Eve L. Ewing Yeah, I think there’s a cynical read on that and there’s like an idealistic read on it.


Jason Concepcion Absolutely.


Eve L. Ewing So depending on the day that you can see, I have I have felt both ends of this and everything in between. You know, I’m idealistic. And, you know, I wrote I wrote Marvel Team-Up, which is a miniseries featuring Kamala and Peter. And I went with the classic it’s a three issue miniseries. So I was like, Bet Body Swap.


Rosie Knight Freaky Friday, baby.


Eve L. Ewing Kamala becomes Peter. Peter becomes Kamala. Don’t think about it too hard. Just.


Jason Concepcion Yeah.


Eve L. Ewing Just let’s just. Let’s go. That also, by the way, was one of the few moments where I’ve also had a back and forth with editorial, because there’s a scene where Peter. Peter’s in Kamala’s body and he’s at school and he thinks he has a she has this big presentation and she’s like, don’t ruin this for me. And he’s like, Yo, I live, I’m like a scientist. Like, I’m going to kill your high school bio presentation. Like, don’t even worry about it. And he gets to class and immediately is like, Oh my God, I’m dying. Something horrible is happening to me. Like, I’m being just, like, biological warfare. And he has to be taken out of class. And then later on, there’s a scene of them sitting, you know, looking over the city and she’s like, You had a cramp. Like, those are cramps. That’s, that’s cramps, right. Like. And he’s like, I thought I was going to die. Right. So that was that was a moment where the word the word cramp was cannot appear. So we can we can unpack that later. But anyway, so.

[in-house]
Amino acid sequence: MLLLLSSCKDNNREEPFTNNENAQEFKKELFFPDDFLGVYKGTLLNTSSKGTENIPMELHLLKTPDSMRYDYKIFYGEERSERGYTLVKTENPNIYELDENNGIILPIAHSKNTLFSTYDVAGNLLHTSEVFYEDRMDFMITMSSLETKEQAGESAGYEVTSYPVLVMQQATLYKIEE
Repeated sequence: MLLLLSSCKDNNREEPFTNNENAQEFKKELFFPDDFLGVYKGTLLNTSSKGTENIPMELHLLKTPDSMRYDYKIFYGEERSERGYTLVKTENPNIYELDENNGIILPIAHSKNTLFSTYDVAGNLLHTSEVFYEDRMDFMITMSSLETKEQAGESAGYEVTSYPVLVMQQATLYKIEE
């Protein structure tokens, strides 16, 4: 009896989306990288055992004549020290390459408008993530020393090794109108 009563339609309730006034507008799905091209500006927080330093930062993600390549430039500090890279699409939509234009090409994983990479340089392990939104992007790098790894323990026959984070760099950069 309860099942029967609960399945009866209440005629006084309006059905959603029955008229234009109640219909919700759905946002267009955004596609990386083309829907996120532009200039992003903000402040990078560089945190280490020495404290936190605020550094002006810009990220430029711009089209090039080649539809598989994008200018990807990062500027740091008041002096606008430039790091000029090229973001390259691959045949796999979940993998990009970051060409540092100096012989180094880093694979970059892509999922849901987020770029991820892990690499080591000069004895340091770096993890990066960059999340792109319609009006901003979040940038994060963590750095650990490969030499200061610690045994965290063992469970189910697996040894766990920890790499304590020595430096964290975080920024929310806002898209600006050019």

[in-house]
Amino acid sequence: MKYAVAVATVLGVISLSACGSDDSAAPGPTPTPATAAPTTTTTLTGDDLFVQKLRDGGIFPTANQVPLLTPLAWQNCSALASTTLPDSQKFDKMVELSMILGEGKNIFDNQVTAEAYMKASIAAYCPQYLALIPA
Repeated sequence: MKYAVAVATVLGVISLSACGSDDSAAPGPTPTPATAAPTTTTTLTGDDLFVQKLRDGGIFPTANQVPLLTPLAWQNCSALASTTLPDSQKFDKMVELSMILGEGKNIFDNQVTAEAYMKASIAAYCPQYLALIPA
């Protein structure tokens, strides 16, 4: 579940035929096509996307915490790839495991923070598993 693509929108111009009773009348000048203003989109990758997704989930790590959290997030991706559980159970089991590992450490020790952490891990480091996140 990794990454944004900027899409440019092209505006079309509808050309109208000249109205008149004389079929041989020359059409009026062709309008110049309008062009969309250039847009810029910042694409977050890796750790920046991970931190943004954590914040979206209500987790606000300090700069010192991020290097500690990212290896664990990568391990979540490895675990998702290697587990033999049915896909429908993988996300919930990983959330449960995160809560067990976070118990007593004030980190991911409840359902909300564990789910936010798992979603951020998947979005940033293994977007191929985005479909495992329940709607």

Rosie Knight Classic.


Eve L. Ewing Yeah. Classic. So but yeah. So when I was writing that series, literally I would, I would wake up, I’d brush my teeth, I’d look in the mirror and I would be like, I write words. And Spider-Man says those words. Like it’s just like the basic fact of that, like, you know, I would go in kitchen and grab my husband, be like, honey, I, I say the words, and then they come out of Spider-Man’s mouth like. The I am, I am the person who has the power to be the vector of Spider-Man. And that like. Like Spider-Man. Like maybe the most recognizable, iconic pop culture figure, like possibly ever, you know? And so, like, undone moments when I feel idealistic about it, that’s really magical. And and also, I think being part of the community of creators, you know, to have to have phone calls with people, you know, when, when Danny Lore took over Champions like having those conversations with Danny, right? Having conversations with Vida, having conversations with.


Rosie Knight Two icons.